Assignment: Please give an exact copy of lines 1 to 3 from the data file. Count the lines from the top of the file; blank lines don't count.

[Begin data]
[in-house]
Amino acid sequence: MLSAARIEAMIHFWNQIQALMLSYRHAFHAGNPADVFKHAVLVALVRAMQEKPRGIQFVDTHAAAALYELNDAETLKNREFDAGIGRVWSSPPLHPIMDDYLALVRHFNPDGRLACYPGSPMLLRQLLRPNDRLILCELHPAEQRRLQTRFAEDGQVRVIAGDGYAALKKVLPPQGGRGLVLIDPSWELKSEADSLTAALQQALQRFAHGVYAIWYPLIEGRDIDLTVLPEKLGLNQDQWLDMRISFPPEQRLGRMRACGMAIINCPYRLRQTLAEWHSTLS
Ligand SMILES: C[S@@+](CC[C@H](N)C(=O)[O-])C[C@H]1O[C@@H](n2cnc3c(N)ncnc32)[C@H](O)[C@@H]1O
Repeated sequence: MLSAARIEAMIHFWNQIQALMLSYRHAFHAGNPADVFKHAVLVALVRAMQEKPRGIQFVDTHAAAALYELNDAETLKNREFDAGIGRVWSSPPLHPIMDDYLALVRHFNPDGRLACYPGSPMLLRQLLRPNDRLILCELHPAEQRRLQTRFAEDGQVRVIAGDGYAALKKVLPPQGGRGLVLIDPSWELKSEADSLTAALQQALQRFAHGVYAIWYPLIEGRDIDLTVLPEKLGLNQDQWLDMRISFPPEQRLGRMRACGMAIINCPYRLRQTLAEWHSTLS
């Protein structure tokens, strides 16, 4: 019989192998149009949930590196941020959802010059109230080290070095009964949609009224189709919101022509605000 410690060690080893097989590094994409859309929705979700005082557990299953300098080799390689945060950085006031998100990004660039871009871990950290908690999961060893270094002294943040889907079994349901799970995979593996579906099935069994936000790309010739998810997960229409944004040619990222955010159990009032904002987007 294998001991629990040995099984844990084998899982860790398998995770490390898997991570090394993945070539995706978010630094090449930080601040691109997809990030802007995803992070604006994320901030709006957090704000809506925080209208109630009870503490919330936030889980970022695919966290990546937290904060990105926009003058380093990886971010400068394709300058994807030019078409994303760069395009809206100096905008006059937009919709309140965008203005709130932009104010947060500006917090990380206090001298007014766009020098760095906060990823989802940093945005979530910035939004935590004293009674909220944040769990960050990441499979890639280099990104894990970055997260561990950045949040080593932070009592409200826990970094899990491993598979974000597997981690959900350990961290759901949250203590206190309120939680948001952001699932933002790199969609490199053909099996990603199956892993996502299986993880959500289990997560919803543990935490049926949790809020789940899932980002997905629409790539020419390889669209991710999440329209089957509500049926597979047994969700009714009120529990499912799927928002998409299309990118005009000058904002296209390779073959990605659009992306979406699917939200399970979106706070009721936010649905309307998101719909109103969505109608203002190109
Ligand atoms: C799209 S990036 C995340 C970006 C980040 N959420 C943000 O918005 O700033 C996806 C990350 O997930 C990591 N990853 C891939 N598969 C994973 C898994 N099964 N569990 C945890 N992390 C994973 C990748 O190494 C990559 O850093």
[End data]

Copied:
[in-house]
Amino acid sequence: MLSAARIEAMIHFWNQIQALMLSYRHAFHAGNPADVFKHAVLVALVRAMQEKPRGIQFVDTHAAAALYELNDAETLKNREFDAGIGRVWSSPPLHPIMDDYLALVRHFNPDGRLACYPGSPMLLRQLLRPNDRLILCELHPAEQRRLQTRFAEDGQVRVIAGDGYAALKKVLPPQGGRGLVLIDPSWELKSEADSLTAALQQALQRFAHGVYAIWYPLIEGRDIDLTVLPEKLGLNQDQWLDMRISFPPEQRLGRMRACGMAIINCPYRLRQTLAEWHSTLS
Ligand SMILES: C[S@@+](CC[C@H](N)C(=O)[O-])C[C@H]1O[C@@H](n2cnc3c(N)ncnc32)[C@H](O)[C@@H]1O